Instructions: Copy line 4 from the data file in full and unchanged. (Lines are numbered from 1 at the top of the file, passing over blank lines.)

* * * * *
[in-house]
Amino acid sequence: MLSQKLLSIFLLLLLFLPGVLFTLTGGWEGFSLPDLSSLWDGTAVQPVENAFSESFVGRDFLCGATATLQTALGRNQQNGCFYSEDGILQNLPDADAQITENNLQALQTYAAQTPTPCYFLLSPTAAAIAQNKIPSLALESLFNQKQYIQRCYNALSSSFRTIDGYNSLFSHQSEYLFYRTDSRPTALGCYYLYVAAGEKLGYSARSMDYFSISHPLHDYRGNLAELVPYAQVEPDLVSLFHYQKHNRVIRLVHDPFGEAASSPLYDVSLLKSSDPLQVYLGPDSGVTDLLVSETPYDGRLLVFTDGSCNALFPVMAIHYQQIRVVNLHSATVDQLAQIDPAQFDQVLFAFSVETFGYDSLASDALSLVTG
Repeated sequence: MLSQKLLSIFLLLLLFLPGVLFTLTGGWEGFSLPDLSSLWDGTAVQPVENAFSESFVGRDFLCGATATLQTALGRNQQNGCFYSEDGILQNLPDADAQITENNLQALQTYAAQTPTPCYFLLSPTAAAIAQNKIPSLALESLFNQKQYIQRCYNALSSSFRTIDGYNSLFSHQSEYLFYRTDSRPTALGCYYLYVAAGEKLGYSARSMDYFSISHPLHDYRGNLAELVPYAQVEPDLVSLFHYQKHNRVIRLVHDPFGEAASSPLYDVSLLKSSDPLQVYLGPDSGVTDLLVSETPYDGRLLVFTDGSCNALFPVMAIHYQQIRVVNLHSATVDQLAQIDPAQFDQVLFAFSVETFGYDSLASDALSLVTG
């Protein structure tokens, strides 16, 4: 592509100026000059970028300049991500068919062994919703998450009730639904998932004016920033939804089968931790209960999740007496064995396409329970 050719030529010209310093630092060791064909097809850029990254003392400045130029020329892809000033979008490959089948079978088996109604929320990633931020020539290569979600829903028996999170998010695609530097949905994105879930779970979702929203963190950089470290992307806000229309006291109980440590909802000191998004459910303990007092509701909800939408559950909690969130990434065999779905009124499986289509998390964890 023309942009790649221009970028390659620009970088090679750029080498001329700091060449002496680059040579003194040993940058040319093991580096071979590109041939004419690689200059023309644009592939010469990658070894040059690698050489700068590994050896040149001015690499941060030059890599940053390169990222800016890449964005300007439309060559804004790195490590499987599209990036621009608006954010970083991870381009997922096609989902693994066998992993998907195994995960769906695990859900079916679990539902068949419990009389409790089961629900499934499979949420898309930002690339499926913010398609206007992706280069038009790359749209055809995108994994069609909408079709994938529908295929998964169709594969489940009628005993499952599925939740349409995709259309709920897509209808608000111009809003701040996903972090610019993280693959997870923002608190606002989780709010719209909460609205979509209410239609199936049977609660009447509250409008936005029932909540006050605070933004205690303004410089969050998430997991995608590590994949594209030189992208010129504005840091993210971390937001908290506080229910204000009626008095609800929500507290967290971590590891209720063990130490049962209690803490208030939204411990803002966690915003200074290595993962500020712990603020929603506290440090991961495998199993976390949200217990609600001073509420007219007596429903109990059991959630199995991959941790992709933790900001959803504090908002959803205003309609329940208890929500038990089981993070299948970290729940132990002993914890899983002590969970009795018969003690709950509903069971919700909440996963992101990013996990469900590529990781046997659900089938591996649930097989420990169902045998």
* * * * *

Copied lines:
């Protein structure tokens, strides 16, 4: 592509100026000059970028300049991500068919062994919703998450009730639904998932004016920033939804089968931790209960999740007496064995396409329970 050719030529010209310093630092060791064909097809850029990254003392400045130029020329892809000033979008490959089948079978088996109604929320990633931020020539290569979600829903028996999170998010695609530097949905994105879930779970979702929203963190950089470290992307806000229309006291109980440590909802000191998004459910303990007092509701909800939408559950909690969130990434065999779905009124499986289509998390964890 023309942009790649221009970028390659620009970088090679750029080498001329700091060449002496680059040579003194040993940058040319093991580096071979590109041939004419690689200059023309644009592939010469990658070894040059690698050489700068590994050896040149001015690499941060030059890599940053390169990222800016890449964005300007439309060559804004790195490590499987599209990036621009608006954010970083991870381009997922096609989902693994066998992993998907195994995960769906695990859900079916679990539902068949419990009389409790089961629900499934499979949420898309930002690339499926913010398609206007992706280069038009790359749209055809995108994994069609909408079709994938529908295929998964169709594969489940009628005993499952599925939740349409995709259309709920897509209808608000111009809003701040996903972090610019993280693959997870923002608190606002989780709010719209909460609205979509209410239609199936049977609660009447509250409008936005029932909540006050605070933004205690303004410089969050998430997991995608590590994949594209030189992208010129504005840091993210971390937001908290506080229910204000009626008095609800929500507290967290971590590891209720063990130490049962209690803490208030939204411990803002966690915003200074290595993962500020712990603020929603506290440090991961495998199993976390949200217990609600001073509420007219007596429903109990059991959630199995991959941790992709933790900001959803504090908002959803205003309609329940208890929500038990089981993070299948970290729940132990002993914890899983002590969970009795018969003690709950509903069971919700909440996963992101990013996990469900590529990781046997659900089938591996649930097989420990169902045998």